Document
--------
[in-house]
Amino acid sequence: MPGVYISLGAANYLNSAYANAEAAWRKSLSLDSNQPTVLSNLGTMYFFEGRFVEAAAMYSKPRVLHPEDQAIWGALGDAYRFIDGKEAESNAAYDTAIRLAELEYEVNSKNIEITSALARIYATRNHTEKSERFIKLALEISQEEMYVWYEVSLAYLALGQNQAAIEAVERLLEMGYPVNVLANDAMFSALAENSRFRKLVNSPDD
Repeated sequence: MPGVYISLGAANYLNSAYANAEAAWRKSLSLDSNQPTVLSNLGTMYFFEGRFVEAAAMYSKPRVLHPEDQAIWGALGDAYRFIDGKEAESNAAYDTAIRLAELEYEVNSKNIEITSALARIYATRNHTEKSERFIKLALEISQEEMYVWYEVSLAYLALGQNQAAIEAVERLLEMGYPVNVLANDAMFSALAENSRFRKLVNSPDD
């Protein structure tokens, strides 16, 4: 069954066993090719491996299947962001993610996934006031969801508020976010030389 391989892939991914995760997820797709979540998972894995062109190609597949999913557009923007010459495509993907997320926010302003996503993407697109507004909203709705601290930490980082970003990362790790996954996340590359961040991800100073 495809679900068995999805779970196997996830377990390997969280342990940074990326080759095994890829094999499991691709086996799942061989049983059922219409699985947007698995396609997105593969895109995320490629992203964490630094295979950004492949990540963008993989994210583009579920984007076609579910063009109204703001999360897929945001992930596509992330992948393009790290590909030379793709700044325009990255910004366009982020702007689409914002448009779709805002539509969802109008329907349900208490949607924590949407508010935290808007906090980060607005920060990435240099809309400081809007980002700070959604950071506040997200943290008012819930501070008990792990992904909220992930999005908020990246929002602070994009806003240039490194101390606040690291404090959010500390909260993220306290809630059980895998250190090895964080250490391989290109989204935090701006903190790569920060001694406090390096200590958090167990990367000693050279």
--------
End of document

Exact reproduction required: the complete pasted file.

[in-house]
Amino acid sequence: MPGVYISLGAANYLNSAYANAEAAWRKSLSLDSNQPTVLSNLGTMYFFEGRFVEAAAMYSKPRVLHPEDQAIWGALGDAYRFIDGKEAESNAAYDTAIRLAELEYEVNSKNIEITSALARIYATRNHTEKSERFIKLALEISQEEMYVWYEVSLAYLALGQNQAAIEAVERLLEMGYPVNVLANDAMFSALAENSRFRKLVNSPDD
Repeated sequence: MPGVYISLGAANYLNSAYANAEAAWRKSLSLDSNQPTVLSNLGTMYFFEGRFVEAAAMYSKPRVLHPEDQAIWGALGDAYRFIDGKEAESNAAYDTAIRLAELEYEVNSKNIEITSALARIYATRNHTEKSERFIKLALEISQEEMYVWYEVSLAYLALGQNQAAIEAVERLLEMGYPVNVLANDAMFSALAENSRFRKLVNSPDD
């Protein structure tokens, strides 16, 4: 069954066993090719491996299947962001993610996934006031969801508020976010030389 391989892939991914995760997820797709979540998972894995062109190609597949999913557009923007010459495509993907997320926010302003996503993407697109507004909203709705601290930490980082970003990362790790996954996340590359961040991800100073 495809679900068995999805779970196997996830377990390997969280342990940074990326080759095994890829094999499991691709086996799942061989049983059922219409699985947007698995396609997105593969895109995320490629992203964490630094295979950004492949990540963008993989994210583009579920984007076609579910063009109204703001999360897929945001992930596509992330992948393009790290590909030379793709700044325009990255910004366009982020702007689409914002448009779709805002539509969802109008329907349900208490949607924590949407508010935290808007906090980060607005920060990435240099809309400081809007980002700070959604950071506040997200943290008012819930501070008990792990992904909220992930999005908020990246929002602070994009806003240039490194101390606040690291404090959010500390909260993220306290809630059980895998250190090895964080250490391989290109989204935090701006903190790569920060001694406090390096200590958090167990990367000693050279």